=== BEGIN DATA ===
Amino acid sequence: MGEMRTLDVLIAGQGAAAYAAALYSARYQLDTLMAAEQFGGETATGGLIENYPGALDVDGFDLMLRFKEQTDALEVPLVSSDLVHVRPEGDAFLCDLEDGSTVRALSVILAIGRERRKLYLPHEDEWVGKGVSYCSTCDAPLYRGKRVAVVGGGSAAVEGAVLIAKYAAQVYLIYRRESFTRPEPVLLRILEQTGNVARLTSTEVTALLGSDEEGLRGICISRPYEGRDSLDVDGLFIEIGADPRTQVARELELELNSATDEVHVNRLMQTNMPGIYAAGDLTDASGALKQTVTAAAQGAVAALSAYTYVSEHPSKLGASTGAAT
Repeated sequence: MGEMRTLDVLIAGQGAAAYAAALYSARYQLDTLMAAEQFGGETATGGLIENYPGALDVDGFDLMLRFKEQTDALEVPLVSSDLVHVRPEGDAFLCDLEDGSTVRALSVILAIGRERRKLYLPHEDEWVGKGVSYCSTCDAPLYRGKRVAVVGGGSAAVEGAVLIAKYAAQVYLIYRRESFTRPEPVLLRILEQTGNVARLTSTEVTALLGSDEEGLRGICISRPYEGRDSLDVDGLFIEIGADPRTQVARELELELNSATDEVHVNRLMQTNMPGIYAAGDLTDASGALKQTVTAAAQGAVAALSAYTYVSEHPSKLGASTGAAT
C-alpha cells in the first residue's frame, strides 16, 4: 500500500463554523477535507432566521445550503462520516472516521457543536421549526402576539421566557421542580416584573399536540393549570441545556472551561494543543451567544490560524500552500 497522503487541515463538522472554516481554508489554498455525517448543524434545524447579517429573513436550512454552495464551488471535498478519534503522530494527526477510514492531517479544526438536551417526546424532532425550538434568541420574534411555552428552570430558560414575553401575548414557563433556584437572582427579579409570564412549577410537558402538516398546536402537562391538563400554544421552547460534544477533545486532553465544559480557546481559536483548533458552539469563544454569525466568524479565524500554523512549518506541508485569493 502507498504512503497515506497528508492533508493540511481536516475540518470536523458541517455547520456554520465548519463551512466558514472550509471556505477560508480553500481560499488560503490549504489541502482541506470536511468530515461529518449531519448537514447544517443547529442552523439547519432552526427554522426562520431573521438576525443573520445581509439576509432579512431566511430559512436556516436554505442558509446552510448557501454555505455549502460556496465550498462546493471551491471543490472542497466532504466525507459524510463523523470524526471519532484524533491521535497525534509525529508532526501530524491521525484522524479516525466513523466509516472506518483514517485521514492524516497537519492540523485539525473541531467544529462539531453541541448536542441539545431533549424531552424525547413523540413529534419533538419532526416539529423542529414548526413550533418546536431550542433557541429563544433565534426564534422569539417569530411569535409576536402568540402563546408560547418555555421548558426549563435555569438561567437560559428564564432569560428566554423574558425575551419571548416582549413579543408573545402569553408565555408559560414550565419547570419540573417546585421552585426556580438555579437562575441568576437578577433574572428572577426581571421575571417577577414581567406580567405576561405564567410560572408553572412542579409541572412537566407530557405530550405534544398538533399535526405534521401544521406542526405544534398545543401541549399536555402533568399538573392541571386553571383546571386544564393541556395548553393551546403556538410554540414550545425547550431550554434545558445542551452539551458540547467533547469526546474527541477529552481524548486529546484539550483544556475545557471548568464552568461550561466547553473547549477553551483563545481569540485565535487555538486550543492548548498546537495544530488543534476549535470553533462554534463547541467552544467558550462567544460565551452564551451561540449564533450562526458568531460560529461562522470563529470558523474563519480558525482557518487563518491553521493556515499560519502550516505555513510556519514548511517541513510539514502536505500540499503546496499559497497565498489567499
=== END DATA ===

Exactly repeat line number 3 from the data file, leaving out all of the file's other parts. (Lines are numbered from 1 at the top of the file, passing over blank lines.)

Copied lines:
C-alpha cells in the first residue's frame, strides 16, 4: 500500500463554523477535507432566521445550503462520516472516521457543536421549526402576539421566557421542580416584573399536540393549570441545556472551561494543543451567544490560524500552500 497522503487541515463538522472554516481554508489554498455525517448543524434545524447579517429573513436550512454552495464551488471535498478519534503522530494527526477510514492531517479544526438536551417526546424532532425550538434568541420574534411555552428552570430558560414575553401575548414557563433556584437572582427579579409570564412549577410537558402538516398546536402537562391538563400554544421552547460534544477533545486532553465544559480557546481559536483548533458552539469563544454569525466568524479565524500554523512549518506541508485569493 502507498504512503497515506497528508492533508493540511481536516475540518470536523458541517455547520456554520465548519463551512466558514472550509471556505477560508480553500481560499488560503490549504489541502482541506470536511468530515461529518449531519448537514447544517443547529442552523439547519432552526427554522426562520431573521438576525443573520445581509439576509432579512431566511430559512436556516436554505442558509446552510448557501454555505455549502460556496465550498462546493471551491471543490472542497466532504466525507459524510463523523470524526471519532484524533491521535497525534509525529508532526501530524491521525484522524479516525466513523466509516472506518483514517485521514492524516497537519492540523485539525473541531467544529462539531453541541448536542441539545431533549424531552424525547413523540413529534419533538419532526416539529423542529414548526413550533418546536431550542433557541429563544433565534426564534422569539417569530411569535409576536402568540402563546408560547418555555421548558426549563435555569438561567437560559428564564432569560428566554423574558425575551419571548416582549413579543408573545402569553408565555408559560414550565419547570419540573417546585421552585426556580438555579437562575441568576437578577433574572428572577426581571421575571417577577414581567406580567405576561405564567410560572408553572412542579409541572412537566407530557405530550405534544398538533399535526405534521401544521406542526405544534398545543401541549399536555402533568399538573392541571386553571383546571386544564393541556395548553393551546403556538410554540414550545425547550431550554434545558445542551452539551458540547467533547469526546474527541477529552481524548486529546484539550483544556475545557471548568464552568461550561466547553473547549477553551483563545481569540485565535487555538486550543492548548498546537495544530488543534476549535470553533462554534463547541467552544467558550462567544460565551452564551451561540449564533450562526458568531460560529461562522470563529470558523474563519480558525482557518487563518491553521493556515499560519502550516505555513510556519514548511517541513510539514502536505500540499503546496499559497497565498489567499